Guilt, fear and desperate Dan

The set for Fatal Attraction at the Pieter Toerien Main Theatre at Montecasino, Johannesburg. The play runs there until May 6.

STAGE: Fatal Attraction – Pieter Toerien Theatre, Montecasino, Johannesburg (until May 6)

WHEN it was staged under Trevor Nunn’s direction in London four years ago, James Dearden’s stage adaptation of his hit screen thriller, 1987’s Fatal Attraction – a film nominated for six Oscars, including that for best picture and best actress – did not fare very well.

To jog the memory, the tale of obsession and revenge involves a married man, lawyer Dan, being increasingly traumatised by guilt and fear after the souring of a weekend affair with a woman he meets in a pub while his wife is away. The “other woman” is Alex, a book editor who becomes obsessive and dangerous when Dan breaks the news to her that their fling is over.

Some London reviewers didn’t like the clutter of the play’s set;  it was generally felt there was little new on stage to warrant the screen-to-stage transfer; and there was some eye-rolling at the pretension of the increasingly unhinged Alex, played in the film by an overly hysterical, wild-maned Glenn Close, being obsessed with Madama Butterfly.

Since then the stage drama, which focuses more on Dan’s culpability than Alex’s hysterics, has been reimagined in a Dutch production in which the set has become stylish and minimal, characters more nuanced, the action a lot less overwrought than in the film, and in which the Madama Butterfly connection, thankfully, has been scrapped.

An English version of this acclaimed Dutch production, deftly and imaginatively directed by Belgian Paula Bangels, is what we are now seeing in South Africa – and it works such a treat that whispers are that it might be mounted in other countries soon.

Ashley Dowds and Jazzara Jaslyn in Fatal Attraction.

I was fascinated by Marjolein Ettema’s stylish set – a simple, white dais framed in a large, box-like structure of suspended wooden slats, concealing enigmatic images. Some have considered it too spartan, too clinical, but I loved it and find it contributes as much to the production’s success as the fine performances from a cast of five.

Former Durban actor Ashley Dowds, in very good shape and on fine form, is a standout as desperate Dan, who becomes increasingly jittery after he allows temptation to pave the way for the possible ruin of his happy marriage to Beth (Jenny Stead).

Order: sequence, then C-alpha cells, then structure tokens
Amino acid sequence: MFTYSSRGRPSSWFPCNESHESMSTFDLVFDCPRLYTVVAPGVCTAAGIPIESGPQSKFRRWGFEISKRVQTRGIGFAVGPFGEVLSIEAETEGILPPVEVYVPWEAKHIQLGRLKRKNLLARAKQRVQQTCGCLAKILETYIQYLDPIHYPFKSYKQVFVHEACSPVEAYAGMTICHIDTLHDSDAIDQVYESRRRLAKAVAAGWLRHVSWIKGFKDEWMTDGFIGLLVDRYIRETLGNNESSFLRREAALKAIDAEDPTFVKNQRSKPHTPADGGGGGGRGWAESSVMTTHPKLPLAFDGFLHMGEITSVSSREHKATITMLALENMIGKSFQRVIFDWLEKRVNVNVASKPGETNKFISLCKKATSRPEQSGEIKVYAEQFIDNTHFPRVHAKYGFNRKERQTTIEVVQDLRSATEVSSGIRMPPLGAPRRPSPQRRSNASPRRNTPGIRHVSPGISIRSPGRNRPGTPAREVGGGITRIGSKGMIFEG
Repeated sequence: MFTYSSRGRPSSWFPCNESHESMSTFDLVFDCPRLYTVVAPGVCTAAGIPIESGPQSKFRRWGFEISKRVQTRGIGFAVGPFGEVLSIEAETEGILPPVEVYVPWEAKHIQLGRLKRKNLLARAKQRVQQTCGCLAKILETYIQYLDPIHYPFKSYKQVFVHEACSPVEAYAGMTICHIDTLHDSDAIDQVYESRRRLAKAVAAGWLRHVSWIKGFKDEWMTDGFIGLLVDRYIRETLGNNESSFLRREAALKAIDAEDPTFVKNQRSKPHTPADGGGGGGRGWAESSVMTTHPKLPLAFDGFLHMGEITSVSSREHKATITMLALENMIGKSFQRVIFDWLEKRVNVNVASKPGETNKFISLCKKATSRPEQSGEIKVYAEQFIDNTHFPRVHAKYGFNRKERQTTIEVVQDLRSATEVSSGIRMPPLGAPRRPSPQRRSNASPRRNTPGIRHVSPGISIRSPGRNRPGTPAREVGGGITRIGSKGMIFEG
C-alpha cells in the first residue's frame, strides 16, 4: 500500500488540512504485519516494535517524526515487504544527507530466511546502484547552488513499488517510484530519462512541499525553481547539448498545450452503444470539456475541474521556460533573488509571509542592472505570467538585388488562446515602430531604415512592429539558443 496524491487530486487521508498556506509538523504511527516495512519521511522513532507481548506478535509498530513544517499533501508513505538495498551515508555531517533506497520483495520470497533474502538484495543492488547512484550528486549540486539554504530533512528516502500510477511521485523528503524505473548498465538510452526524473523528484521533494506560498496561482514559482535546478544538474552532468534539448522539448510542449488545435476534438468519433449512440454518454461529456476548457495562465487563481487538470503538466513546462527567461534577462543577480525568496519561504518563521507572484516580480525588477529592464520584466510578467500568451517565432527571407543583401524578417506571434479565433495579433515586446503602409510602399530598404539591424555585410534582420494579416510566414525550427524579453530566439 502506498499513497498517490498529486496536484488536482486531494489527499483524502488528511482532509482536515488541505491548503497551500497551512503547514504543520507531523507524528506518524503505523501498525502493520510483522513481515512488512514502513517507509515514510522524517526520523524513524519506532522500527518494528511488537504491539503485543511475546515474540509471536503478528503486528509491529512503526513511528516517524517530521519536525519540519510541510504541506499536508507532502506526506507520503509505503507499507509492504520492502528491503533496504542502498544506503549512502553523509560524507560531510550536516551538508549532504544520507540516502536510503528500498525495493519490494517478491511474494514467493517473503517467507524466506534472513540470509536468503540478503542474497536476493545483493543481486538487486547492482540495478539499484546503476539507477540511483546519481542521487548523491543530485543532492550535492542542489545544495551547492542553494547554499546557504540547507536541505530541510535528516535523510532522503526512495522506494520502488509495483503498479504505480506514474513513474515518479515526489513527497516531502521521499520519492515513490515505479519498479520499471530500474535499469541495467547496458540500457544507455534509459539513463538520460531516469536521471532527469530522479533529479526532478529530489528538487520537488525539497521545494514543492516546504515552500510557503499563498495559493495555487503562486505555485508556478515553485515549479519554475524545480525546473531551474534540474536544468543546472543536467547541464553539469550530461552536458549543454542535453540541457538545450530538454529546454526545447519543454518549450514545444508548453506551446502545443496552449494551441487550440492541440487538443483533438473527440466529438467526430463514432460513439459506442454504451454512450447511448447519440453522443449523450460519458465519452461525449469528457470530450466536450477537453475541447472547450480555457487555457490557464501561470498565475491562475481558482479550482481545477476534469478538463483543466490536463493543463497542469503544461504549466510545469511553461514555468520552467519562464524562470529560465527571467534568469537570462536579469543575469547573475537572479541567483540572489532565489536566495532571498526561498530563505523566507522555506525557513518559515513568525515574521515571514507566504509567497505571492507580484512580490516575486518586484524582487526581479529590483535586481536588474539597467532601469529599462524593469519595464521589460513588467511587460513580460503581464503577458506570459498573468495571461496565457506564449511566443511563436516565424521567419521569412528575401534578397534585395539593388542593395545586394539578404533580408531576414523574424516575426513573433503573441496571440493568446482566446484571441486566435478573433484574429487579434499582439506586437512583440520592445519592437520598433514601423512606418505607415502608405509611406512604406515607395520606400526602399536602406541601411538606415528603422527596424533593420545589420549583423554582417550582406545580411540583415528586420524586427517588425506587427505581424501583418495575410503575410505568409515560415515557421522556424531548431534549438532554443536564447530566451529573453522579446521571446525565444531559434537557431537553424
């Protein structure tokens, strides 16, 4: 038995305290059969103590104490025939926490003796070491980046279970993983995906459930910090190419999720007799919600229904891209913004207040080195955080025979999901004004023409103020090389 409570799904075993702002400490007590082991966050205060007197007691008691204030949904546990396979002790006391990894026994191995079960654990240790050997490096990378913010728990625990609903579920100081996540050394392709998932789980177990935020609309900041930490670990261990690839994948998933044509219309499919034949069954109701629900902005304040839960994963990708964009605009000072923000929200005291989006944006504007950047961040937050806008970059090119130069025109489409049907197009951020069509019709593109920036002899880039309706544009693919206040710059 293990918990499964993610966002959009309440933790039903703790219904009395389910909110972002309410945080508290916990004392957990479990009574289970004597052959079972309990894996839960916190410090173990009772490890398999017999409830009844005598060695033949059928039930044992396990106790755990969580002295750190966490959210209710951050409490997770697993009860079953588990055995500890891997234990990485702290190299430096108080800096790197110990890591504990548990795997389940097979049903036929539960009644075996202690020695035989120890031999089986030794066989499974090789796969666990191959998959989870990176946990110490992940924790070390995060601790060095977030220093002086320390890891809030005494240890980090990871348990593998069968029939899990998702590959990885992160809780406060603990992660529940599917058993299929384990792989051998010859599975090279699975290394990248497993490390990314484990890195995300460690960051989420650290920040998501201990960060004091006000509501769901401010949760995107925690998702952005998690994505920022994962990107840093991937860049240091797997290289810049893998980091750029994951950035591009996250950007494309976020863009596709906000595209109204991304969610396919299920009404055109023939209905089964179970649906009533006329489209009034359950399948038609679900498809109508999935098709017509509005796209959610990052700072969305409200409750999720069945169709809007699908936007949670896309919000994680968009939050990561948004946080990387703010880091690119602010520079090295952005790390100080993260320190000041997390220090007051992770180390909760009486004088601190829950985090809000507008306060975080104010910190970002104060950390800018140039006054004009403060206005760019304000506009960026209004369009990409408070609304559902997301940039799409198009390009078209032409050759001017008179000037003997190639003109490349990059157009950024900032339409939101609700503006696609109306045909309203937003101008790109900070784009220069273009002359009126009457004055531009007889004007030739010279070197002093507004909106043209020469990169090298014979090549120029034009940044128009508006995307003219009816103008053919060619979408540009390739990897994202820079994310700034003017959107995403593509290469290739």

Beth is in the country with their (unseen) eight year-old daughter, looking for a new family home with earthy estate agent Joan (Jo da Silva), when Dan has his affair with Alex (an impressive Jazzara Jaslyn). But the characters soon meet as the tension mounts and Alex kicks into revenge mode.

My biggest quibble is that much of the interaction of characters takes place via cellphone calls, various sections of the set being used to suggest different locations at a moment’s notice. It requires the audience to use their imagination and, while slickly directed, takes a bit of getting used to. It is also a ploy used a little too often, the actors often talking to us in the audience rather than face to face. That said, the tension still builds well.

Fans of the film, in which Dan was played by Michael Douglas, should note that Dearden has altered the ending for his play, and I believe it works better. It is also good to note that characters are more fleshed out here than in the film, particularly that of Alex, who is revealed as more than just the psycho monster she was in the movie.

Oh, and if any film fan is expecting gruesome moments, note that the film’s famous “bunny ” scene is handled with subtlety.

Special mention must go to director Bangels’s orchestration of the sex scenes, choreographed to music, and a pat on the back, too, to Faheem Bardien for atmospheric lighting in a production that also features a charming Alex Tops, who provides much-needed comic relief as Dan’s newly divorced pal, Jimmy.

Fatal Attraction’s South African premiere has been produced by Pieter Toerien in arrangement with Robert Fox and Patrick Ryecart.

The play runs without an interval and is in Johannesburg until May 6, following a season at Cape Town’s Theatre on the Bay. Performances are at 8pm Wednesdays to Fridays, 4pm and 8pm on Saturdays, and 3pm on Sundays. Tickets range in price from R100 to R200.

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